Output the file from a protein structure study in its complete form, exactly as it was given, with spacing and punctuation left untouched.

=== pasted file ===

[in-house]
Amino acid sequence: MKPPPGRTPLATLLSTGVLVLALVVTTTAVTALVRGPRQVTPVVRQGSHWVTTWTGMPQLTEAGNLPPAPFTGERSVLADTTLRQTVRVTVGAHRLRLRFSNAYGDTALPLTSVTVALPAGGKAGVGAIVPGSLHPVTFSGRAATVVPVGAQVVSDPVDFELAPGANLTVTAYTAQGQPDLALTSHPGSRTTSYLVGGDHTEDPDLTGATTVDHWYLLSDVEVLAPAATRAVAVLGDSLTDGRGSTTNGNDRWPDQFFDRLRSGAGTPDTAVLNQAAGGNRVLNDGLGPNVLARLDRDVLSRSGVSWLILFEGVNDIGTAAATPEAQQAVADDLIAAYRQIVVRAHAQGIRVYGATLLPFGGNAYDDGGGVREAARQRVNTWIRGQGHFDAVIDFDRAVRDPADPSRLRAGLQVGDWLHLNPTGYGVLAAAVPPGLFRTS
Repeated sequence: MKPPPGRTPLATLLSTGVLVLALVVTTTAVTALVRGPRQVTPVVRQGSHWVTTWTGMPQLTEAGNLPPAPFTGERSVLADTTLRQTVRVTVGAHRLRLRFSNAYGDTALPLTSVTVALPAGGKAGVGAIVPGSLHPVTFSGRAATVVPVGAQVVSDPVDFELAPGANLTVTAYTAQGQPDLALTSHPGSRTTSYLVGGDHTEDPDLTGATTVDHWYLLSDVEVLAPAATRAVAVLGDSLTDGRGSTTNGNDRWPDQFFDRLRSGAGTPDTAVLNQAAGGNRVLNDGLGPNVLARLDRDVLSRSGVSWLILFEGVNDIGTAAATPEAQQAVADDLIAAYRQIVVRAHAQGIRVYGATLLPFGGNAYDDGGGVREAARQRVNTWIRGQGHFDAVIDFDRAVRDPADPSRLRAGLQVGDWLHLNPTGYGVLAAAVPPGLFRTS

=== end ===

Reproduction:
[in-house]
Amino acid sequence: MKPPPGRTPLATLLSTGVLVLALVVTTTAVTALVRGPRQVTPVVRQGSHWVTTWTGMPQLTEAGNLPPAPFTGERSVLADTTLRQTVRVTVGAHRLRLRFSNAYGDTALPLTSVTVALPAGGKAGVGAIVPGSLHPVTFSGRAATVVPVGAQVVSDPVDFELAPGANLTVTAYTAQGQPDLALTSHPGSRTTSYLVGGDHTEDPDLTGATTVDHWYLLSDVEVLAPAATRAVAVLGDSLTDGRGSTTNGNDRWPDQFFDRLRSGAGTPDTAVLNQAAGGNRVLNDGLGPNVLARLDRDVLSRSGVSWLILFEGVNDIGTAAATPEAQQAVADDLIAAYRQIVVRAHAQGIRVYGATLLPFGGNAYDDGGGVREAARQRVNTWIRGQGHFDAVIDFDRAVRDPADPSRLRAGLQVGDWLHLNPTGYGVLAAAVPPGLFRTS
Repeated sequence: MKPPPGRTPLATLLSTGVLVLALVVTTTAVTALVRGPRQVTPVVRQGSHWVTTWTGMPQLTEAGNLPPAPFTGERSVLADTTLRQTVRVTVGAHRLRLRFSNAYGDTALPLTSVTVALPAGGKAGVGAIVPGSLHPVTFSGRAATVVPVGAQVVSDPVDFELAPGANLTVTAYTAQGQPDLALTSHPGSRTTSYLVGGDHTEDPDLTGATTVDHWYLLSDVEVLAPAATRAVAVLGDSLTDGRGSTTNGNDRWPDQFFDRLRSGAGTPDTAVLNQAAGGNRVLNDGLGPNVLARLDRDVLSRSGVSWLILFEGVNDIGTAAATPEAQQAVADDLIAAYRQIVVRAHAQGIRVYGATLLPFGGNAYDDGGGVREAARQRVNTWIRGQGHFDAVIDFDRAVRDPADPSRLRAGLQVGDWLHLNPTGYGVLAAAVPPGLFRTS